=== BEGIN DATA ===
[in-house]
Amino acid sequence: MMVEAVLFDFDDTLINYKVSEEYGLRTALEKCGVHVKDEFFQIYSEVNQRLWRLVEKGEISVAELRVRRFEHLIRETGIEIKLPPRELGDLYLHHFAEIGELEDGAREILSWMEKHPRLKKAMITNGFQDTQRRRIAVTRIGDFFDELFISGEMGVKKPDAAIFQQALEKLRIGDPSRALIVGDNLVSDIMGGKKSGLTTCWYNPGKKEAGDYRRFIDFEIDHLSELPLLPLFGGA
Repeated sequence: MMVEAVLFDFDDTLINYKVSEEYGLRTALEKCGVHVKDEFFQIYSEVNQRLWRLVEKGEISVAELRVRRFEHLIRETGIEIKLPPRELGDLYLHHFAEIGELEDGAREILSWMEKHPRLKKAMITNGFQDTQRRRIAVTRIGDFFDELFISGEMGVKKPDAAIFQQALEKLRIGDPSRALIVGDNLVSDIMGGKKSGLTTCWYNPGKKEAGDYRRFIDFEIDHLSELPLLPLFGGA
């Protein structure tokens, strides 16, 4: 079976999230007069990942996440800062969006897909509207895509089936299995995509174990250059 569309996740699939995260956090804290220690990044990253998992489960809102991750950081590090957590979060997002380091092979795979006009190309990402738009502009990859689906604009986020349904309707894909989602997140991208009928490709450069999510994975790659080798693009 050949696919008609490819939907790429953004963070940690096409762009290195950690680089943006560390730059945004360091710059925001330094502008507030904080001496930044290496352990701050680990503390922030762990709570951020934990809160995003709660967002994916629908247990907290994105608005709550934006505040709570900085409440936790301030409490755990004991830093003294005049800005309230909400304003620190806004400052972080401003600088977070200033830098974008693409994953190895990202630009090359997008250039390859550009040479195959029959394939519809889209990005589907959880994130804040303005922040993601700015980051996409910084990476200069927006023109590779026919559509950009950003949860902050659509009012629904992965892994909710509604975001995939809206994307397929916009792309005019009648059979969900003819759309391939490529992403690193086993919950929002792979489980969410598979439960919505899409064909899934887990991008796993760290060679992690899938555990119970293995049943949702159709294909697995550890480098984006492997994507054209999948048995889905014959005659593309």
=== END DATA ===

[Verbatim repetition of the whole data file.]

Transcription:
[in-house]
Amino acid sequence: MMVEAVLFDFDDTLINYKVSEEYGLRTALEKCGVHVKDEFFQIYSEVNQRLWRLVEKGEISVAELRVRRFEHLIRETGIEIKLPPRELGDLYLHHFAEIGELEDGAREILSWMEKHPRLKKAMITNGFQDTQRRRIAVTRIGDFFDELFISGEMGVKKPDAAIFQQALEKLRIGDPSRALIVGDNLVSDIMGGKKSGLTTCWYNPGKKEAGDYRRFIDFEIDHLSELPLLPLFGGA
Repeated sequence: MMVEAVLFDFDDTLINYKVSEEYGLRTALEKCGVHVKDEFFQIYSEVNQRLWRLVEKGEISVAELRVRRFEHLIRETGIEIKLPPRELGDLYLHHFAEIGELEDGAREILSWMEKHPRLKKAMITNGFQDTQRRRIAVTRIGDFFDELFISGEMGVKKPDAAIFQQALEKLRIGDPSRALIVGDNLVSDIMGGKKSGLTTCWYNPGKKEAGDYRRFIDFEIDHLSELPLLPLFGGA
């Protein structure tokens, strides 16, 4: 079976999230007069990942996440800062969006897909509207895509089936299995995509174990250059 569309996740699939995260956090804290220690990044990253998992489960809102991750950081590090957590979060997002380091092979795979006009190309990402738009502009990859689906604009986020349904309707894909989602997140991208009928490709450069999510994975790659080798693009 050949696919008609490819939907790429953004963070940690096409762009290195950690680089943006560390730059945004360091710059925001330094502008507030904080001496930044290496352990701050680990503390922030762990709570951020934990809160995003709660967002994916629908247990907290994105608005709550934006505040709570900085409440936790301030409490755990004991830093003294005049800005309230909400304003620190806004400052972080401003600088977070200033830098974008693409994953190895990202630009090359997008250039390859550009040479195959029959394939519809889209990005589907959880994130804040303005922040993601700015980051996409910084990476200069927006023109590779026919559509950009950003949860902050659509009012629904992965892994909710509604975001995939809206994307397929916009792309005019009648059979969900003819759309391939490529992403690193086993919950929002792979489980969410598979439960919505899409064909899934887990991008796993760290060679992690899938555990119970293995049943949702159709294909697995550890480098984006492997994507054209999948048995889905014959005659593309």